Foot and mouth 20 years on: what an animal virus epidemic taught UK science

Britain’s top vet was newly qualified when the outbreak hit. Here, she talks about the devastating slaughter and tracking virus variants

Christine Middlemiss was a young vet working in Scotland in February 2001 when foot and mouth disease struck Britain. Having grown up on a farm, and having later worked in veterinary care in Cumbria, she volunteered to help battle an affliction that would eventually take a terrible toll on UK livestock.

“I volunteered as a temporary veterinary inspector at 4pm and was told to report to a farm in Cumbria by 8am the next day,” Middlemiss told the Observer last week. “I got there and was given an A5 piece of paper with instructions about what I had to do. That was all the recorded advice that was available at the time.”

It was one of her duties to examine cattle on farms and then give the heart-rending news to farmers and their families that the herds they had built up over decades were infected and would have to be culled. Her experiences on the outbreak’s frontline exactly 20 years ago made their mark – for Middlemiss is now the chief veterinary officer for the United Kingdom and in charge of protecting the nation’s farm animals from future outbreaks of foot and mouth and other devastating illnesses.

“What I vividly recall is the support we got from the farmers at the time, despite the terrible news we often had to give them,” recalled Middlemiss. “I would be supervising the culling of a herd, their livelihood, and yet they kept coming over to ask me if I was all right, had I eaten and would I like a sandwich. That was in the middle of what was a real heartache for them. It was remarkable.”

The first case of foot and mouth – a highly infectious, frequently fatal ailment that affects cloven-footed animals such as cattle, sheep and pigs – was reported in Essex on 19 February 2001, with a second being diagnosed in Northumberland only four days later. It was immediately clear the disease had already spread across the country with most evidence indicating that infected animal products had been imported from the far east and had been used as animal feed on pig farms, passing on the virus.

“Pigs are a real problem,” said Middlemiss. “When they become infected they produce a huge amount of virus. They act like virus factories. That is one of the reasons that the infection spread so quickly.”

As the number of cases mounted dramatically over the following weeks, more and more animals had to be slaughtered and their carcasses burned. Britain was transfixed by grim television and newspaper images of pyres of animal corpses being incinerated across the countryside. Vast tracts of land were turned into crematoria and a foul-smelling haze settled over the landscape.

The general election, scheduled for 3 May, had to be delayed; the tourist trade in many areas, particularly the Lake District, suffered badly; public rights of way across the country were closed; and a complete ban was imposed on the sale of British pigs, sheep and cattle.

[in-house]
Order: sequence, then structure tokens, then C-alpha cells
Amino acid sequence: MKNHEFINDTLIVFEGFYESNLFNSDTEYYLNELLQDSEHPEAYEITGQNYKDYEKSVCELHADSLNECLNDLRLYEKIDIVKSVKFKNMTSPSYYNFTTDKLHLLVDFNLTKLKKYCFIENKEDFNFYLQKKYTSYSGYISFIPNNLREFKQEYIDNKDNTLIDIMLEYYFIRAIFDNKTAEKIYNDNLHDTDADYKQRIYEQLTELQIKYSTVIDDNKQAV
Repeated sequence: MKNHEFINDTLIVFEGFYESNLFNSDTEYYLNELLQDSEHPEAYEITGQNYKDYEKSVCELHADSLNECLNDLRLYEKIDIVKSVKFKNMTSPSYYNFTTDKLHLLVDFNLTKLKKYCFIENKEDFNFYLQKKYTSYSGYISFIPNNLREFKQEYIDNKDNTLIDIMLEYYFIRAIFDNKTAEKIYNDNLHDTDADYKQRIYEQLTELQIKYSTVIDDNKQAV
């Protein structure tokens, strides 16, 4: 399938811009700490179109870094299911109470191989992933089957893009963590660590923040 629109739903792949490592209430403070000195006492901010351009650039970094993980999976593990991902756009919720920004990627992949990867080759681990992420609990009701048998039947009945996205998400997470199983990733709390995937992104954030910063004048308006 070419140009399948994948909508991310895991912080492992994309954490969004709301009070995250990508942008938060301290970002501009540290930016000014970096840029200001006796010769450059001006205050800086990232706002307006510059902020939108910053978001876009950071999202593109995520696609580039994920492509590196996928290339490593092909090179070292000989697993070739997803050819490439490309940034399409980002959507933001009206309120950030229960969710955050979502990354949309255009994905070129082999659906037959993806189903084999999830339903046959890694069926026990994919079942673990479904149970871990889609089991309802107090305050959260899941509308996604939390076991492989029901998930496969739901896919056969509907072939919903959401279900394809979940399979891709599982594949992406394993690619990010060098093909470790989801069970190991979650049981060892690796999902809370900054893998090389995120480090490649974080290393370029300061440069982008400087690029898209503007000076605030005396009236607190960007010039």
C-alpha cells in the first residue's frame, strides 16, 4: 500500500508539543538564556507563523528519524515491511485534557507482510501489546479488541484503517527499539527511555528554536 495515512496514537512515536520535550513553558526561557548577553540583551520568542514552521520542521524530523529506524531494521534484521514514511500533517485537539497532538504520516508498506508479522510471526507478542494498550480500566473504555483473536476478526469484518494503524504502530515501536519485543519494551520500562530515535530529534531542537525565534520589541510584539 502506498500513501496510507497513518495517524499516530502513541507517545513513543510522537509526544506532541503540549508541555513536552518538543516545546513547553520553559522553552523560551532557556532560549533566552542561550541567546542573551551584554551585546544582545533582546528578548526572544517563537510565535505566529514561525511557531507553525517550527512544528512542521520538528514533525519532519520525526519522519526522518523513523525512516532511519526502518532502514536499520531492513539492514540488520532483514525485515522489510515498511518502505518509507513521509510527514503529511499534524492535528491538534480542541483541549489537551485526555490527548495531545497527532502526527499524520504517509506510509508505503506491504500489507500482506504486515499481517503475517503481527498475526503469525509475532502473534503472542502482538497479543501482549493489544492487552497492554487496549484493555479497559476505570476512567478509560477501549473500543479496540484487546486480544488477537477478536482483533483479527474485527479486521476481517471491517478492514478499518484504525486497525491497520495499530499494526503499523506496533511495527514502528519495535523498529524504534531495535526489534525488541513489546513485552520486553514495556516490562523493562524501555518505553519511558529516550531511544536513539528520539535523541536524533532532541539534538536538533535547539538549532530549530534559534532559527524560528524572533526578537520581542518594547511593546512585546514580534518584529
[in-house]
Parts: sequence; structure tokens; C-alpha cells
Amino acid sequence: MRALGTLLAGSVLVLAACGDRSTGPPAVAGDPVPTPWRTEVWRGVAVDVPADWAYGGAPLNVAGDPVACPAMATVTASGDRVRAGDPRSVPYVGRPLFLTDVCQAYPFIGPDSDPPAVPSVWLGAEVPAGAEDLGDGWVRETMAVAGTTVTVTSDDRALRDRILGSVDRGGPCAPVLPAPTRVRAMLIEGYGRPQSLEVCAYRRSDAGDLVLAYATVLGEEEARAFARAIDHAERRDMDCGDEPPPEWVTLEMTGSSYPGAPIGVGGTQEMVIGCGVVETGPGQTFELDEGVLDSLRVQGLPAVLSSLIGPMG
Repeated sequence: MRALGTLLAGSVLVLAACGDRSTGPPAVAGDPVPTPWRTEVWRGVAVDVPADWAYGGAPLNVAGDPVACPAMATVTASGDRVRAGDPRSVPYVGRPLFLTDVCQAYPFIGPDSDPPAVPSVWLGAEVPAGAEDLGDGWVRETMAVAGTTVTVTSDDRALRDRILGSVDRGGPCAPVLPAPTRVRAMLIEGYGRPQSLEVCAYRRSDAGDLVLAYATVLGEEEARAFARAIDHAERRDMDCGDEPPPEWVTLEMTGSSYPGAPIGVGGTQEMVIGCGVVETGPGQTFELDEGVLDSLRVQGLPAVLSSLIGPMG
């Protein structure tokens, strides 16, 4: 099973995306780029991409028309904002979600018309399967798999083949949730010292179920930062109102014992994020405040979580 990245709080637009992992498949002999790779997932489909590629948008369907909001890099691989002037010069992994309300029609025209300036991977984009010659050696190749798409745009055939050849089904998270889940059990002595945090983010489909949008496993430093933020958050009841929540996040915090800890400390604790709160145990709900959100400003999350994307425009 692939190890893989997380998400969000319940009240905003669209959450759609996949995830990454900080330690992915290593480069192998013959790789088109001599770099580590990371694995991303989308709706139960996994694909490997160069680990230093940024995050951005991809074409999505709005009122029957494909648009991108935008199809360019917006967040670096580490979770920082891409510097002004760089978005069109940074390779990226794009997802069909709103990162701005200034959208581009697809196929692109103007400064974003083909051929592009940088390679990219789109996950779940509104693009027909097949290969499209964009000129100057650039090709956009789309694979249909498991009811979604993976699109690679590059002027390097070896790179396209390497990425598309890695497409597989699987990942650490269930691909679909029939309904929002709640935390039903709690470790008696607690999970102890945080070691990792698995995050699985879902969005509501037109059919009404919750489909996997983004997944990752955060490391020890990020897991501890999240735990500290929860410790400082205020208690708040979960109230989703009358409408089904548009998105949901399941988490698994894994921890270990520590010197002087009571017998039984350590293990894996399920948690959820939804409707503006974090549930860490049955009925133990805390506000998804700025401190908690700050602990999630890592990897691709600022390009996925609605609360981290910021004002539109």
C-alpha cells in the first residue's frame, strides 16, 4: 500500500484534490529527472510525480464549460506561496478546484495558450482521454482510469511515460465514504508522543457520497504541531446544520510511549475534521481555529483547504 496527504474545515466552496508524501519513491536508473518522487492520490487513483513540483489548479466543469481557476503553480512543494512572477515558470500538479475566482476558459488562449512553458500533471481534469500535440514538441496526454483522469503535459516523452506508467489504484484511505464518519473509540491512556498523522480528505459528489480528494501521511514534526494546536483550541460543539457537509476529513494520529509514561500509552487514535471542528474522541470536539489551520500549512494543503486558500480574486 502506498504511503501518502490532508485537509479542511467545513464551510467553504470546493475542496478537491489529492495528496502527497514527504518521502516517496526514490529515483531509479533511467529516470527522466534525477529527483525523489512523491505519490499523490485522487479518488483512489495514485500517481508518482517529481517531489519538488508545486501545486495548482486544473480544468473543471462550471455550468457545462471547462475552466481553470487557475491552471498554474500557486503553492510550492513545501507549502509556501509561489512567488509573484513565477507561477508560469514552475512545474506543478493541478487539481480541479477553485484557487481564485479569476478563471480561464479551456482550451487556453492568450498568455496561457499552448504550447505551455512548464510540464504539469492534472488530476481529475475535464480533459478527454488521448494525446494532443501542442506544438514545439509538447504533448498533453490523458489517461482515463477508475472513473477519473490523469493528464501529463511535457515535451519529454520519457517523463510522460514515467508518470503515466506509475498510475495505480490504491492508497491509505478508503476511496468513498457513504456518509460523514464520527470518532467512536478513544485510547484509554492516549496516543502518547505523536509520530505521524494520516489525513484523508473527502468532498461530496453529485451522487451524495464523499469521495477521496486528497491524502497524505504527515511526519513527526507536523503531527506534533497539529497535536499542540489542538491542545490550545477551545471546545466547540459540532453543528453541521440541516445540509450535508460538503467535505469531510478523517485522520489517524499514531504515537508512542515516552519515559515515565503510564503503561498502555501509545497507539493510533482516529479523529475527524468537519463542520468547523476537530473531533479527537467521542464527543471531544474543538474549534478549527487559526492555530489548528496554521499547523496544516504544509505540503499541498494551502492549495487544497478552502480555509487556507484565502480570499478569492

It took more than seven months of culling and burning to bring the disease under control and the impact on British agriculture was devastating. Nationally, more than six million pigs, cattle and sheep were slaughtered on more than 10,000 farms before the disease was brought under control by the end of September. The total cost to the nation was estimated to be more than £8bn.

Chief veterinary officer Christine Middlemiss.
Chief veterinary officer Christine Middlemiss. Photograph: Handout

“I initially volunteered for three weeks but ended up working for six months as an inspector,” said Middlemiss. “There were some really hard times but equally we felt a sense of purpose – that we were working to get this under control to limit the suffering. And I really learned the importance of communications, of making sure farmers and communities knew what we were doing and why we were doing it.”

Several other critical lessons were learned. Feeding farm animals with swill – untreated kitchen waste and scraps – is now banned and movements of livestock are now far more strictly recorded and controlled than they were 20 years ago. In addition, the development of gene-sequencing technologies has allowed veterinary scientists to track the movement of virus variants and to work out patterns of infection with much greater confidence. That was to prove invaluable when foot and mouth reappeared in 2007. Crucially this outbreak was halted before it spread beyond a handful of farms.

Middlemiss said: “With gene sequencing, we could see how the genetics of the virus changed with each infection. We could work out links between cases rather than having to rely on speaking to individuals about their movements. It told us very quickly in 2007 that we had beaten the disease.

“And it is not just foot and mouth control that has benefited from subsequent improved contingency planning. Dealing with other diseases such as avian influenza has also been boosted from the lessons we learned in 2001.”

Her experiences of the foot and mouth outbreak 20 years ago obviously made their mark on Middlemiss – though they were not the very worst that she has endured as a vet. “In terms of scale it was the worst, but there have been times when you get really involved with an animal and that has consequences. I have treated dogs for cancer, established a bond between myself and the animal and then, when the treatment hasn’t worked, I have had to put it to sleep. You really have to learn how to manage your own emotions then.”

Contributor

Robin McKie

The GuardianTramp

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